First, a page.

Written by: Akeem Eletu
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Humans aren’t the only chicken lovers out there. Some animals depend on these poultry birds as food. Preying on chickens is possible for these animals because carnivores find them pretty easy to hunt and munch. 

When thinking of the question “which animals eat chickens,” humans and dogs may readily come to your mind. But there are more dangerous and skilled chicken killers out there who make great competition.

This article discusses what animals eat chickens – and presents some very dangerous predators that you would want to ward off.


It can be frustrating to rear chickens because many animals love to make a feast out of them. Whether you own a chicken farm or are just interested in the predators of these poultry birds, you’ll undoubtedly find this list indispensable.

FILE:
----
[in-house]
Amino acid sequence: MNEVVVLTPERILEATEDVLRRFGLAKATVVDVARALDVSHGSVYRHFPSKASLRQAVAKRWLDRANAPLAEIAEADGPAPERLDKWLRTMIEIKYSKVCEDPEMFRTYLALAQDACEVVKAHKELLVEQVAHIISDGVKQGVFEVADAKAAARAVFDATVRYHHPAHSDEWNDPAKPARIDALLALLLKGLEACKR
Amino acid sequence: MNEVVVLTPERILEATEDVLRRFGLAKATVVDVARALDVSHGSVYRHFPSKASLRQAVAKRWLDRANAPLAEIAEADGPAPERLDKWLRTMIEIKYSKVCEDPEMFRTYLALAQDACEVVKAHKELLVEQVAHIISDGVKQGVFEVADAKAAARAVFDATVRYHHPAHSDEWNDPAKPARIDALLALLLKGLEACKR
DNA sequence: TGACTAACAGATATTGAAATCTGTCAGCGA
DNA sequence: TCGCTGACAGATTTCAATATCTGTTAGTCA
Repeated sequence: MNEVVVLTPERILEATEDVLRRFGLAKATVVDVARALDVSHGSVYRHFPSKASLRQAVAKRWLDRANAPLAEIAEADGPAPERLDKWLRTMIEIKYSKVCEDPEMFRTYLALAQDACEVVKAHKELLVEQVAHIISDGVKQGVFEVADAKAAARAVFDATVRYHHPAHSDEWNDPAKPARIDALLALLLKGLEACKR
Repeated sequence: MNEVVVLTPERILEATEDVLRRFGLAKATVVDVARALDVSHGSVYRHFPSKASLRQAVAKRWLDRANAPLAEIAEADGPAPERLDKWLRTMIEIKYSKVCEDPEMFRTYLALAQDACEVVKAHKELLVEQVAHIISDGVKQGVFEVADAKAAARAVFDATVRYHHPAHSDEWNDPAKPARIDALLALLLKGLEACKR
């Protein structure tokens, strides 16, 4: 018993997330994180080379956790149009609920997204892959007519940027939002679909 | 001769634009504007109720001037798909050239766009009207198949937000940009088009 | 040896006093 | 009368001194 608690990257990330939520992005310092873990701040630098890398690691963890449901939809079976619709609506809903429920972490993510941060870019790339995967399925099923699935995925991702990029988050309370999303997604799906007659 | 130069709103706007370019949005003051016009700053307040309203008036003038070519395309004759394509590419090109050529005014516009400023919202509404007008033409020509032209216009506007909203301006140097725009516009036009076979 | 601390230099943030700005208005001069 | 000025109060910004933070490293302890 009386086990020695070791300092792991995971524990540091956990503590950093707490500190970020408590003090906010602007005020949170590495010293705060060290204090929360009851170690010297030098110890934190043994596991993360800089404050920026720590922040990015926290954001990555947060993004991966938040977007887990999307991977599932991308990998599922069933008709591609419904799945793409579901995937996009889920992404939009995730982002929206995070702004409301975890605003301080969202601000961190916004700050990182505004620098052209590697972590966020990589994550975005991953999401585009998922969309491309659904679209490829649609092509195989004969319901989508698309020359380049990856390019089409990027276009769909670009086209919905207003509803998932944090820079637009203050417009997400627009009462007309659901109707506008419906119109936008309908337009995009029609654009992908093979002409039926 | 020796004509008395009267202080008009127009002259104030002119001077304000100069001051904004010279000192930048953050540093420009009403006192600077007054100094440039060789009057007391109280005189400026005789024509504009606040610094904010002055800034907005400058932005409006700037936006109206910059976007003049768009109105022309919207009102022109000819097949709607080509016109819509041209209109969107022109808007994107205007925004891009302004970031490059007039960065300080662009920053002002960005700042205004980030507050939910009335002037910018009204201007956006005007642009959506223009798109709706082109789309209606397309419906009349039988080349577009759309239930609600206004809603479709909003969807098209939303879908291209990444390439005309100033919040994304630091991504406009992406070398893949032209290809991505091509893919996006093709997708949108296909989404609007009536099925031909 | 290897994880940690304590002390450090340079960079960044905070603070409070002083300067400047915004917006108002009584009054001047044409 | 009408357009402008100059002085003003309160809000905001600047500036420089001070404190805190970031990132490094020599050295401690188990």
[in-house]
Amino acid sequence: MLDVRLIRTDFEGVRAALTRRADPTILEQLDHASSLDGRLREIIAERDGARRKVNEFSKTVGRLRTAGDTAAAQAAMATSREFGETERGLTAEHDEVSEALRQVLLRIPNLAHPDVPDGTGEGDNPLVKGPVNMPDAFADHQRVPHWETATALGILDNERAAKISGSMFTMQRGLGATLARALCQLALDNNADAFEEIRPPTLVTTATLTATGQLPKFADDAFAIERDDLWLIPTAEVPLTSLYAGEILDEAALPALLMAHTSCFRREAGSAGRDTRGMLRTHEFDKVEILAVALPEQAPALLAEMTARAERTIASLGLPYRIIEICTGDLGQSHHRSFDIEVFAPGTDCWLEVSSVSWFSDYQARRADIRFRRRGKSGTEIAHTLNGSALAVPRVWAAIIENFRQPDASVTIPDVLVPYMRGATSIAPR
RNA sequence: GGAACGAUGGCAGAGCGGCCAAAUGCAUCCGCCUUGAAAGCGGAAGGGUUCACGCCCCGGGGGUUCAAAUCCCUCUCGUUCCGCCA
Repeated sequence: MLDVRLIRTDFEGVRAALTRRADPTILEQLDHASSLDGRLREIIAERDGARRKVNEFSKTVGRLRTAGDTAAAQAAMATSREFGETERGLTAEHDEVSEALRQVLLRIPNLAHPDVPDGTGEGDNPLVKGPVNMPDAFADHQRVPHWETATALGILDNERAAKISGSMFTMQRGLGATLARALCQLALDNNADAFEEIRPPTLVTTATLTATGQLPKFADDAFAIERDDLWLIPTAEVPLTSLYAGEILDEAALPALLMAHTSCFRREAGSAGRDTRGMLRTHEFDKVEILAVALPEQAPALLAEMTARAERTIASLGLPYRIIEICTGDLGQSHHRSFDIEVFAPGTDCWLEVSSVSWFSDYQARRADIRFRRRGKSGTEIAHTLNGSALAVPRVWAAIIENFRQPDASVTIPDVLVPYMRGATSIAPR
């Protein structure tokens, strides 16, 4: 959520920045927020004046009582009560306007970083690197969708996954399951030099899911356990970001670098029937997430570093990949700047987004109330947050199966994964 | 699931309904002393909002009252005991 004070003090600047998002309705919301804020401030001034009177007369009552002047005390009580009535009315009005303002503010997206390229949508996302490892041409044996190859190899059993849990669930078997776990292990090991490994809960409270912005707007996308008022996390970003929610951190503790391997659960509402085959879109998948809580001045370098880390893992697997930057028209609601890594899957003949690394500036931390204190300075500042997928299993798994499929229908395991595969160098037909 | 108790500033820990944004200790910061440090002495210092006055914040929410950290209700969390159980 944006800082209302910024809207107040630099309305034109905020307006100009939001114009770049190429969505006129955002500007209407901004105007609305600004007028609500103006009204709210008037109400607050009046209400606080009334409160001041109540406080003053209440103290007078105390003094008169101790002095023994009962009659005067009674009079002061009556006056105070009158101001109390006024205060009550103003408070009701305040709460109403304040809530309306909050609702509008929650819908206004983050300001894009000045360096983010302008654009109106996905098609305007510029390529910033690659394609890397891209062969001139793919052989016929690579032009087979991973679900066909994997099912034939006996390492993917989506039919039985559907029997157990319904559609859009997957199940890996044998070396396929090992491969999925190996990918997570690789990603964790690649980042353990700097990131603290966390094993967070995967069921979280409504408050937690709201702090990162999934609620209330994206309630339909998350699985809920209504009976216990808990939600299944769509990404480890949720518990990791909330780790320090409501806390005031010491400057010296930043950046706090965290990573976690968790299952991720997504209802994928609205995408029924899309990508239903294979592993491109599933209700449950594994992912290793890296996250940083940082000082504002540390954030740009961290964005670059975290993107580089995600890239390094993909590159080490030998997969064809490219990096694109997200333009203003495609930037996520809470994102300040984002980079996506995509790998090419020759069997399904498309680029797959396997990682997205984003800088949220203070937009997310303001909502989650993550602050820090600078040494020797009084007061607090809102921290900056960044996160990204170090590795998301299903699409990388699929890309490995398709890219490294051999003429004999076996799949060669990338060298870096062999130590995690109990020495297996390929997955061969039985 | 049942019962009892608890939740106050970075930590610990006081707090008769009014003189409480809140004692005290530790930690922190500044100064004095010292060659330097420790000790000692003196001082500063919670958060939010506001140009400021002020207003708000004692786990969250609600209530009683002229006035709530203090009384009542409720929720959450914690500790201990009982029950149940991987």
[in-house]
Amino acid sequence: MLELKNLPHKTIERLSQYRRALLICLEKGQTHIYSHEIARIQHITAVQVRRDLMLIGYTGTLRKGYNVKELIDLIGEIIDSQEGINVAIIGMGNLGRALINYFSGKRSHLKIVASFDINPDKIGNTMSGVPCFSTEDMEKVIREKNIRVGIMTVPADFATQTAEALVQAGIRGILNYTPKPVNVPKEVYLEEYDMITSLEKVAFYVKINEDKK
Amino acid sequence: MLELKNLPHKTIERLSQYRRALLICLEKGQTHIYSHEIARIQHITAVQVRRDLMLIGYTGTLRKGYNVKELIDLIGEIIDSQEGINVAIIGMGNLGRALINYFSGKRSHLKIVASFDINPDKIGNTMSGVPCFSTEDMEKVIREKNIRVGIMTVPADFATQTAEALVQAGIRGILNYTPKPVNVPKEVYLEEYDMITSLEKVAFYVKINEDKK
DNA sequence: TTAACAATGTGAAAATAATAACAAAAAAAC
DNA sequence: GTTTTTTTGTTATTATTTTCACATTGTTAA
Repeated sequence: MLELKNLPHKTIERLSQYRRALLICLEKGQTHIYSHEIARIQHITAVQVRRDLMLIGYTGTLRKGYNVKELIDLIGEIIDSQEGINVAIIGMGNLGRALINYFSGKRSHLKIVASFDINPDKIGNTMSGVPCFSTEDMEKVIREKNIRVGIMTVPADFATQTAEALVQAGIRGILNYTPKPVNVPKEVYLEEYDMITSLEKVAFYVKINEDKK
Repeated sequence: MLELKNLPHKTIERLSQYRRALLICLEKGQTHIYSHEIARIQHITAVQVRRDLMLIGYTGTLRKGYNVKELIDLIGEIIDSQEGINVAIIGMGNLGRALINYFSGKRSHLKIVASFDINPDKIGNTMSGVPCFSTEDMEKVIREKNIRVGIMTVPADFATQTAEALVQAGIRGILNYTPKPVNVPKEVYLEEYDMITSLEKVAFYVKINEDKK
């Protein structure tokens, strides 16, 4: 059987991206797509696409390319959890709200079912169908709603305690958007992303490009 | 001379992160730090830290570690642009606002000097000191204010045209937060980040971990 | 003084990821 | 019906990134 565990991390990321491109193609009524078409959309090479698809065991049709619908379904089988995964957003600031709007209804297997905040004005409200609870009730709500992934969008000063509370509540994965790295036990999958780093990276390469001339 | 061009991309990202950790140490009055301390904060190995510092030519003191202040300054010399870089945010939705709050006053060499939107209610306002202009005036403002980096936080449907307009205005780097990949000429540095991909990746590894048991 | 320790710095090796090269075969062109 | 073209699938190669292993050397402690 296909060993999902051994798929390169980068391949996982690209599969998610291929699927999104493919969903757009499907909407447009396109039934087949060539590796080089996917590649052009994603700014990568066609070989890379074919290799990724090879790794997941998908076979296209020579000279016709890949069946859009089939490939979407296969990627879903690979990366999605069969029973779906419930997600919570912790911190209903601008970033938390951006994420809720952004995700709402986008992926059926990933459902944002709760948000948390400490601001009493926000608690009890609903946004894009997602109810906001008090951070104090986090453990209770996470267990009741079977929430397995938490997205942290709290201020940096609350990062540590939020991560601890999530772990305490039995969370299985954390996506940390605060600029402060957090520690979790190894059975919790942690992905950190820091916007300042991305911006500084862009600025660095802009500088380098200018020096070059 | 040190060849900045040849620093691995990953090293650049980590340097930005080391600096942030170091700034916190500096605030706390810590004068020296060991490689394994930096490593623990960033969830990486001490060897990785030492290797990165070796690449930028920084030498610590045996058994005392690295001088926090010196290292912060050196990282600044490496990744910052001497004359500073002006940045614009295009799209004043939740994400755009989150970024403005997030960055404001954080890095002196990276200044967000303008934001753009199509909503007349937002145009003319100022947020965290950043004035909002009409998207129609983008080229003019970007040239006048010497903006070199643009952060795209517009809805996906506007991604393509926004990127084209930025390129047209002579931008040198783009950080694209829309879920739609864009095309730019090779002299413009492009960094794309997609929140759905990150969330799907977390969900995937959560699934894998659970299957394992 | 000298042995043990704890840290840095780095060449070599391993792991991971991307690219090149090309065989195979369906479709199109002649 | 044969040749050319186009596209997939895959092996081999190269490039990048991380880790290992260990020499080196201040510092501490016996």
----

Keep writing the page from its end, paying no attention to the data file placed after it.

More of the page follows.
Foxes eat chickens. They are common chicken predators. These canines are annoyingly persistent. They can keep coming back to kill your chickens as long as they have identified your pen as a steady food source.

Foxes are sly when preying on your chickens. They usually steal the chickens and carry them off to their den, leaving behind little to no traces. The only thing left of your chicken might be a few stray feathers.

It doesn’t help that foxes are skilled diggers. So even if you have a fence guarding your chickens, these cunning animals will typically dig their way under it. Your best bet against a fox pestering your poultry birds is hunting them down and killing them first.


Hawks eat chickens, and their specialty is kidnapping the chicks and other weak small chickens. In the animal world, hawks would be chick-kidnappers. Hawks are birds of prey, and their style is to suddenly swoop down on your farm, catch a chick in its sharp talons, and shoot off as fast as possible. 

The adult chickens are usually too big to carry off, but not the chicks. You will often find some mother chickens covering her chicks with their feathers when a hawk is in sight. You will also find the mother chicken in a battle with the hawk as she tries to free her chick before the hawk reaches height. These mother chicken counter-attacks are often brutal.